A slow growing flock
When we first arrived at Anna Plains Station on the 3rd February, 2019 for the Australasian Wader Studies Group’s annual Wader and Tern expedition to northwest Australia, only a few Little Curlew were present in the grasslands and on the adjacent Eighty Mile Beach.
Little Curlew occur widely on grasslands across northern Australia and their numbers and locations vary markedly from year to year depending on the predominant weather and feeding conditions. The presence of so few Little Curlew on our arrival was most likely the result of January being a relatively dry month.
We were therefore delighted over the next two-week period as we watched the numbers of Little Curlew steadily grow to ten to fifteen thousand as they gathered together on the grassland and beach areas 20km south of Anna Plains Station (and probably many more elsewhere).
A successful catch
Eight Little Curlew were cannon netted as they roosted on the beach on the incoming tide on 14th February. Five were fitted with 5-gram Microwave Telemetry satellite transmitters and engraved leg flags – LL, LK, LS, LU and LY.
Since then all five Little Curlews have remained in the same general area of Anna Plains Station and 80 Mile Beach, about 20km south of the Anna Plains Station Homestead (Figures 1a. and 1b.).
The Little Curlew are still mainly feeding on the grazed grasslands of Anna Plains Station and adjourning occasionally to the nearby coastal beaches/mudflats of 80 Mile Beach. Whilst most birds have ranged around for up to 50km or more, the movements of one bird are rather circumscribed and it maybe that this is in fact a reflection of a bird we have lost and/or a transmitter which has been shed.
It is possible that some or all of these four birds will move back to Roebuck Plains near Broome before their main northward migration. However, the feeding conditions at Anna Plains Station are so good this year, that birds may remain there right up until they depart on northward migration, probably in April.
The extensive and expensive satellite tracking program we have set up in NWA has only been possible through the efforts and generosity of a large number of people and organizations. It is difficult to know where to start with the formal acknowledgements so I will list them – but not in any particular order of priority.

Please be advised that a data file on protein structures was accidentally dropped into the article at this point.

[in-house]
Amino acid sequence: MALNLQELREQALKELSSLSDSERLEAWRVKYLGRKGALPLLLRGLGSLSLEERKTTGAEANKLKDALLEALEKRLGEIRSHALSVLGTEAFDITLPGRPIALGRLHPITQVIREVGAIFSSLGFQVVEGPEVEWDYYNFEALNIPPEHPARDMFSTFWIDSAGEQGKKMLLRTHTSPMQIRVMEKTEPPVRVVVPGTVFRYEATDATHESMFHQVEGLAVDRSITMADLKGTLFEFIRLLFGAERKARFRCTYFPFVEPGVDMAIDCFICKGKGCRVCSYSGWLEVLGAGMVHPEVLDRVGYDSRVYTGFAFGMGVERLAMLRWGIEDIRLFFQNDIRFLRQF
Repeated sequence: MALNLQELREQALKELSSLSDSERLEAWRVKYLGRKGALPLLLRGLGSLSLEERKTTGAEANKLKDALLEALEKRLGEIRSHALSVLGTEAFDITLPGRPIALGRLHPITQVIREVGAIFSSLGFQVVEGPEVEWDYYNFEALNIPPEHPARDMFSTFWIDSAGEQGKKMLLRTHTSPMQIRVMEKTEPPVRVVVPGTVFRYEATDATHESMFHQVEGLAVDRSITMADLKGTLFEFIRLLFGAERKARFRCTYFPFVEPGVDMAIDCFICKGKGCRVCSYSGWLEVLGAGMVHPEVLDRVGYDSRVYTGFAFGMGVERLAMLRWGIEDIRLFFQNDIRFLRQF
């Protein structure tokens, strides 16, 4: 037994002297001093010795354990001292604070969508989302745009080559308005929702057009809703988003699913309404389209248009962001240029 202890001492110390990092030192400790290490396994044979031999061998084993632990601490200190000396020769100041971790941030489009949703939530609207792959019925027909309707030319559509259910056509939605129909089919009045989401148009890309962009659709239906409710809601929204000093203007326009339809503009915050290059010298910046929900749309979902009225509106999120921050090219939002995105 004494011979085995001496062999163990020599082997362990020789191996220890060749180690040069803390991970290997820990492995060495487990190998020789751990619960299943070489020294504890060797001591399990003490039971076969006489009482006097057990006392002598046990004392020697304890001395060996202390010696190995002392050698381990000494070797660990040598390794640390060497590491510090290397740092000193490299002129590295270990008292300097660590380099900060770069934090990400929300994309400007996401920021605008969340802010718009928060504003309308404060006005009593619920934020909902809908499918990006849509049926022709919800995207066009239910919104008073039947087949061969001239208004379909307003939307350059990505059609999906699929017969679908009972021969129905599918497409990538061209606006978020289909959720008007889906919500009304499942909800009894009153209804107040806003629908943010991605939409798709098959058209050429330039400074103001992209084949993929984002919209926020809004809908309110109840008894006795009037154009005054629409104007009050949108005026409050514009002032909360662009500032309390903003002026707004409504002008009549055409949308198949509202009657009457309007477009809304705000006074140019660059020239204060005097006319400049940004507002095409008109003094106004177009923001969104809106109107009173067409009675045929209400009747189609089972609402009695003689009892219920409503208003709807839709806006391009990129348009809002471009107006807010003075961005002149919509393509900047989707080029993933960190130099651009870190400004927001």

- The members of the AWSG NWA 2019 Wader and Tern Expedition and similar NWA expeditions in previous years, are particularly thanked for their efforts in the field in catching, banding and deploying transmitters on a range of species.
- Landowners are especially thanked for permission to go onto their property to enable us to catch various species in order to deploy the satellite transmitters. In particular we thank Anna Plains Station for giving us the freedom to roam over large areas of grazed grassland when counting and catching target species.
- AWSG acknowledges the Yawuru People via the offices of Nyamba Buru Yawuru Limited for permission to catch birds on the shores of Roebuck Bay, traditional lands of the Yawuru people.
- AWSG acknowledges the Karajarri and Nyangumarta people for permission to catch birds to be marked for this project on the shores of 80 Mile Beach, traditional lands of the Karajarri and Nyangumarta.
- The cost of the satellite transmitters, which cost around $5000 each, and the satellite downloading costs (around $1000-1500 per month) have been met by a variety of sources. Private individuals (Charles Allen and Doris Graham) have made most generous individual contributions. Kate Gorringe-Smith and her team of artists involved in The Overwintering Project made a large, generous donation from funds raised during their various public exhibitions. The annual NWA Expedition members, collectively, also provided significant funds each year.